This year marks the 50th anniversary of the Supreme Court’s decision in Gideon v. Wainwright, which held that the constitutional right to counsel in a criminal case extends to poor people who are unable to afford a lawyer.
The 1961 trial involved Clarence Earl Gideon, who was charged in a Florida court with the felony burglary of a local pool hall. Gideon protested his innocence and asked the judge to appoint a lawyer to represent him at trial; the judge refused, noting that under then existing Florida law, lawyers were only provided in capital cases. The Gideon case and its progeny established the constitutional right to counsel, not only at trial, but at all critical stages of a criminal proceeding.
The documentary Gideon’s Army, premiering July 1 on HBO, offers a hard and unvarnished look at the public defenders, 15,000 of them in the United States, who, in the wake of Gideon, regularly provide legal services to the indigent. The film focuses on public defenders practicing in the Deep South, where lawyers face particularly difficult challenges due to high bonds, mandatory minimum sentencing, and a culture that is traditionally “tough on crime.”
Featured public defenders Brandy Alexander, Travis Williams, and June Hardwick labor along with little pay, long hours, and staggering caseloads that require each to represent more than 100 clients at any given time. These are the largely unheralded lawyers who are in the trenches every day, fighting almost insurmountable odds to provide effective representation to their clients.
As Travis Williams puts it, “Every case has a redeeming quality, not necessarily every person.”
Underneath the despair and frustration, these attorneys exude an almost inconceivable yet fiercely honorable dedication to the success of their clients, whether at trial or by a favorable guilty plea.
The film most prominently follows the stories of two indicted young men, Demontes Wright and Branden Mullin, through the lens of their individual court proceedings. Both men were accused of armed robbery and neither had yet reached their 21st birthdays. Wright went to trial and was acquitted because of a shaky identification. Mullin pleaded guilty and received five years in prison, avoiding a non-parolable 10-year mandatory minimum had he been convicted after trial.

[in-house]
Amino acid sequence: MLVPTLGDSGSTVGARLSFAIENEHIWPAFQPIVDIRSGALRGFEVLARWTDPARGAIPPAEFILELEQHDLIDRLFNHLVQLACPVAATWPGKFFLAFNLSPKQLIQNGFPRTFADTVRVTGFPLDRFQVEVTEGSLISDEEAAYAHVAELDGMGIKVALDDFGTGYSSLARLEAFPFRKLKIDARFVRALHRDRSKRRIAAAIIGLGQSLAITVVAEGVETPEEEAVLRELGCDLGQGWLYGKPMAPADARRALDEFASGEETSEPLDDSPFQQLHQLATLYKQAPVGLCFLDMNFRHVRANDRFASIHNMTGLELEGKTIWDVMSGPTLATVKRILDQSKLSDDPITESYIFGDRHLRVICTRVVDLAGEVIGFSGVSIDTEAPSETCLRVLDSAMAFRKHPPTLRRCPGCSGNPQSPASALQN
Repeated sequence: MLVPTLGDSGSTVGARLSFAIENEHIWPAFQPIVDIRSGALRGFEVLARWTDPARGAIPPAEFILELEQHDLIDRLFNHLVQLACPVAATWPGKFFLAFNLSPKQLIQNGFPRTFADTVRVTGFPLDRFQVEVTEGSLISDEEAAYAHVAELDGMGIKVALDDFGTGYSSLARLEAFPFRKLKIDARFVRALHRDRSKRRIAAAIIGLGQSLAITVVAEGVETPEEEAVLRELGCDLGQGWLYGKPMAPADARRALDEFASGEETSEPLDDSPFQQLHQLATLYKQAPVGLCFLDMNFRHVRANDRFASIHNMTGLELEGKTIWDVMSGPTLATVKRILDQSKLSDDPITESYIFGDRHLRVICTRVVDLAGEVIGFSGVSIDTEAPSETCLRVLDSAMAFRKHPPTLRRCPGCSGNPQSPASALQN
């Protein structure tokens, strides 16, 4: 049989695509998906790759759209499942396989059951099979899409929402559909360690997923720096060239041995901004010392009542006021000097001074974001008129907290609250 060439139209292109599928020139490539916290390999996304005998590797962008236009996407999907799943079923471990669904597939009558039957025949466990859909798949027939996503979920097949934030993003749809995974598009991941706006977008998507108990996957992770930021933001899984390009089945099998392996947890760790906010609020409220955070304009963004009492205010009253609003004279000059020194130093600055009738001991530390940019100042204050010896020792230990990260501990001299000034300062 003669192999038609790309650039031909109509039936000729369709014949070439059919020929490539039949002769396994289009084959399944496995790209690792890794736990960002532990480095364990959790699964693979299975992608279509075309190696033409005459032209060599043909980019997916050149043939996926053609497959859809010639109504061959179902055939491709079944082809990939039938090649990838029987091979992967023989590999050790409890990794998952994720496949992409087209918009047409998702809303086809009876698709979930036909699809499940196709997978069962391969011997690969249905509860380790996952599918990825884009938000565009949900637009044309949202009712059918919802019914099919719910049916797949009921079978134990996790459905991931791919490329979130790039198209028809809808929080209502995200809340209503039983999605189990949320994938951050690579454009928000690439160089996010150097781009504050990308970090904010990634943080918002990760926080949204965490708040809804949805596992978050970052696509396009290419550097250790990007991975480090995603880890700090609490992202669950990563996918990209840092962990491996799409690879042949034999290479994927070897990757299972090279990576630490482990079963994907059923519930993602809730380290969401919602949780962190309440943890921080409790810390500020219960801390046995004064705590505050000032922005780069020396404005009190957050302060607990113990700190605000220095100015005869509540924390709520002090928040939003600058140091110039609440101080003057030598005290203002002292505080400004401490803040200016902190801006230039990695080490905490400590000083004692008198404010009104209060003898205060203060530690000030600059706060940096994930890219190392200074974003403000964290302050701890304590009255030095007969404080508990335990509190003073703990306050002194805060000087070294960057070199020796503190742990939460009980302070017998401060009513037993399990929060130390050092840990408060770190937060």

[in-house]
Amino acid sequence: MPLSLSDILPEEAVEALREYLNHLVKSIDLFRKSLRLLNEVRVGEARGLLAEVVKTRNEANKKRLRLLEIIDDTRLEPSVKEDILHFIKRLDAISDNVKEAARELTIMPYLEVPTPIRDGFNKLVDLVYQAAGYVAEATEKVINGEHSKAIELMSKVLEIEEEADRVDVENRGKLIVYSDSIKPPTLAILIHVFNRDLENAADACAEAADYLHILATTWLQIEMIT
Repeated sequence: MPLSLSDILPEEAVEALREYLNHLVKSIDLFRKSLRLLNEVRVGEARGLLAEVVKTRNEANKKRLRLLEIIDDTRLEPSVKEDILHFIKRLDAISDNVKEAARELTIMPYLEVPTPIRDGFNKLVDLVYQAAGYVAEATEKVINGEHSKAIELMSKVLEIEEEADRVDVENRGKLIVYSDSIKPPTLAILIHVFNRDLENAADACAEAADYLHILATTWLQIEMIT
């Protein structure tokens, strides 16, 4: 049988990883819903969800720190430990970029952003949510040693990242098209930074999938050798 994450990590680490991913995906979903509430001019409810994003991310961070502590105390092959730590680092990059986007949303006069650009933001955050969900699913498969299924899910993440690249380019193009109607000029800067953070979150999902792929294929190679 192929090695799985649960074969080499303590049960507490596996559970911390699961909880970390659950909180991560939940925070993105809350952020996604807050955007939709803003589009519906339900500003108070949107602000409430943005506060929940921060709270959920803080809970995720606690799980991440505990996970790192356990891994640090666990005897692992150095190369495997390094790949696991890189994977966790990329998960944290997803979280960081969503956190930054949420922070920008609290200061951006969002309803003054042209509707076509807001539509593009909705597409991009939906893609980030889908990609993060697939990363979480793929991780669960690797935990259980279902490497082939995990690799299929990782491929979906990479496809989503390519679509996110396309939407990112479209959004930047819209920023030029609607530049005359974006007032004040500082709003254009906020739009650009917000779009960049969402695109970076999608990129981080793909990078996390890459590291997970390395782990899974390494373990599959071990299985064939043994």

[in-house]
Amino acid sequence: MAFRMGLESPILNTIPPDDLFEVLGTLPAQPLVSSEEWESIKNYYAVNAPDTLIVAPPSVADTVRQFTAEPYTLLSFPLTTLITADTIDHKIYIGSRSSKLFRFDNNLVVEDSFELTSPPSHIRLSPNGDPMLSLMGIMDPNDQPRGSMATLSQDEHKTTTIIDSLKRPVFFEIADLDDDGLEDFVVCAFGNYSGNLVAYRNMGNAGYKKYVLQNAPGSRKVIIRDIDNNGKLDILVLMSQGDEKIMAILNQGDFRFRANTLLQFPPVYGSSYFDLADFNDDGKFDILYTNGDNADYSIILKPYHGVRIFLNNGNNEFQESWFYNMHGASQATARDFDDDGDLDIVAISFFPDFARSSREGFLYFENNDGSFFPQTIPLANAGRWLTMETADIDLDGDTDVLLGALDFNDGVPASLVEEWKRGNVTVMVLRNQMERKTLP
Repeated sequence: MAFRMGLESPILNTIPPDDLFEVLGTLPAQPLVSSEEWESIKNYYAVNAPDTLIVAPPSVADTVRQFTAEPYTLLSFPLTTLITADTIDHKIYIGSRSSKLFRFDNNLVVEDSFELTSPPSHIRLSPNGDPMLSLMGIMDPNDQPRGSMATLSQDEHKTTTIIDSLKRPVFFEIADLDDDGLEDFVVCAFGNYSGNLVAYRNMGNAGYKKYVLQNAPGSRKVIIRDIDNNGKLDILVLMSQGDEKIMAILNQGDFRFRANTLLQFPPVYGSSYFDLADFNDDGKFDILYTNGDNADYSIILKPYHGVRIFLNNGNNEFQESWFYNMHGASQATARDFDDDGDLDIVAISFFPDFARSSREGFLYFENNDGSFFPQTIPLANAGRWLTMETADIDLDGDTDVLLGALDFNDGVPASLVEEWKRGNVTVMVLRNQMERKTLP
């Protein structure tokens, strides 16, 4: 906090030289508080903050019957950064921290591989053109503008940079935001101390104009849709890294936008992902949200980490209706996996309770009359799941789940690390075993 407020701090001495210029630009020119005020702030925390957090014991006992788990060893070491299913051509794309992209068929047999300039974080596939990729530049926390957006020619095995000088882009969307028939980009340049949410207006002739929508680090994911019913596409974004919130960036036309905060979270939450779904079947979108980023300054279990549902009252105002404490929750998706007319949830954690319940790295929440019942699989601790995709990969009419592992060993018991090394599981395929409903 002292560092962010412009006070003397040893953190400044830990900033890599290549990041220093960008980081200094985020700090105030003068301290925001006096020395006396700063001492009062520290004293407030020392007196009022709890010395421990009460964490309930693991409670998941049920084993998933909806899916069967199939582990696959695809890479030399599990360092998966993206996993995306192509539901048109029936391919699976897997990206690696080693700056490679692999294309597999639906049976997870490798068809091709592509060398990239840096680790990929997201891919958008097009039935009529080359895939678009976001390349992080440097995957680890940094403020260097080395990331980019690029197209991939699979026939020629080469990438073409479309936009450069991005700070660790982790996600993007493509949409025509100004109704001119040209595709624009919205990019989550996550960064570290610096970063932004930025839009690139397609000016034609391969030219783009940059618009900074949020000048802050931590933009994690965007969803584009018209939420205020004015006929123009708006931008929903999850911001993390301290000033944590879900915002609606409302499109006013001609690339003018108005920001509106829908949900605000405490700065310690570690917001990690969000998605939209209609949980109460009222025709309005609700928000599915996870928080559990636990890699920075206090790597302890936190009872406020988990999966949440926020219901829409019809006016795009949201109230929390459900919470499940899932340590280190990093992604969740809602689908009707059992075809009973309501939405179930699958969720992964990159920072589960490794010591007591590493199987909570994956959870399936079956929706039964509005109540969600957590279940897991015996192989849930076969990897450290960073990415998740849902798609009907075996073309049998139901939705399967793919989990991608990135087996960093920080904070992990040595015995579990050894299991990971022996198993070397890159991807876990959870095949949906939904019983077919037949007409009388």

Criminal trials have become rare in America. Last year, the Supreme Court noted that 97 percent of federal convictions and 94 percent of state convictions are the result of guilty pleas, making the U.S. justice system one of pleas rather than of trials. Brett Willis, a senior public defender who appears in the documentary, states, “The reality is 90 percent or 95 percent of the people who get charged with something plead guilty… because the system is designed to force them to plead guilty and it punishes their failure to comply.”
As demonstrated by the Mullin case, plea bargaining often affords the opportunity to avoid the risk of double-digit mandatory-minimum sentences. But plea bargaining also demands effective assistance of counsel, requiring a careful analysis of the client’s file and an investigation of the facts, to ferret out the strengths and weaknesses of the state’s case, to find that opportunity—that vulnerable spot in the prosecution’s case that may result in a more favorable disposition for the client.
And often times this very hard work is done under the most difficult of circumstances—with unearned stress of the worst kind. No better example of this can be found than when Brandy Alexander discovers that one of her clients had been plotting to kill her in the courtroom if she didn’t win an acquittal in his murder trial. In a discussion with colleagues, she draws the obvious conclusion that many of her clients are “no hopers,” truly evil people with no redeeming qualities. But, as Travis Williams puts it, “Every case has a redeeming quality, not necessarily every person.”
In discussions both light and intense, director Dawn Porter is absolutely brilliant in collapsing the divide between the camera and the discussion. Her subjects are quite comfortable and forthcoming, honestly revealing without “playing” to the camera. Nevertheless, Porter’s film makes clear that no matter how steep the challenge, these conscientious young lawyers rise to the occasion; they are hardworking and talented. Obviously qualified to obtain more lucrative employment in the private sector, these underpaid and overworked attorneys are the “true believers” who strive to insure that their clients receive the process to which they are due.